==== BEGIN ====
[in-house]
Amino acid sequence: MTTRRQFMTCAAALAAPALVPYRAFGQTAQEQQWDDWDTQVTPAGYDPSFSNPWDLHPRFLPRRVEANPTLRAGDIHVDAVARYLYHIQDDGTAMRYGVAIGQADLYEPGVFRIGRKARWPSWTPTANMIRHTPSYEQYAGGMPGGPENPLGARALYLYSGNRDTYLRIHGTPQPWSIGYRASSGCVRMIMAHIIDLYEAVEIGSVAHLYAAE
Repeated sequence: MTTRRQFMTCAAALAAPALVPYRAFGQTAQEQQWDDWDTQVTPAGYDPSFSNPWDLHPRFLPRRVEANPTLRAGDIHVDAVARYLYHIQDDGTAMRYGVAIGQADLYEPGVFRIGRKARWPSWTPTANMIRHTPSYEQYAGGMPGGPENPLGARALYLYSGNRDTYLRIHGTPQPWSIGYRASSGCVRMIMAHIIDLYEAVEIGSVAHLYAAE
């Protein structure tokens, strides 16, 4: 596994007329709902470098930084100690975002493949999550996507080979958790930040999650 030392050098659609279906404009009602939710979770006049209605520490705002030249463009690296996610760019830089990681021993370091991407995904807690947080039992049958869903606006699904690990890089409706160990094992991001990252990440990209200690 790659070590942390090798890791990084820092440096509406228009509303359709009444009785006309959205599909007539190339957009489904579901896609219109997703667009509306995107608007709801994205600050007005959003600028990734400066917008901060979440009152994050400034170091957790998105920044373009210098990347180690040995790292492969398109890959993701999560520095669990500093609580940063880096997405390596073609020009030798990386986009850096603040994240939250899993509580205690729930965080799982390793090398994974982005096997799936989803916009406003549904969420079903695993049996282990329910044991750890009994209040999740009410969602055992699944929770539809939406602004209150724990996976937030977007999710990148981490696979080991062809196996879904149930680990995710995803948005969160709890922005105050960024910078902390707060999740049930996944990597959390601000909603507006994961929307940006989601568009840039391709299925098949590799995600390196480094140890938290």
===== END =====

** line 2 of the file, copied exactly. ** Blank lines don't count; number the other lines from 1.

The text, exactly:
Amino acid sequence: MTTRRQFMTCAAALAAPALVPYRAFGQTAQEQQWDDWDTQVTPAGYDPSFSNPWDLHPRFLPRRVEANPTLRAGDIHVDAVARYLYHIQDDGTAMRYGVAIGQADLYEPGVFRIGRKARWPSWTPTANMIRHTPSYEQYAGGMPGGPENPLGARALYLYSGNRDTYLRIHGTPQPWSIGYRASSGCVRMIMAHIIDLYEAVEIGSVAHLYAAE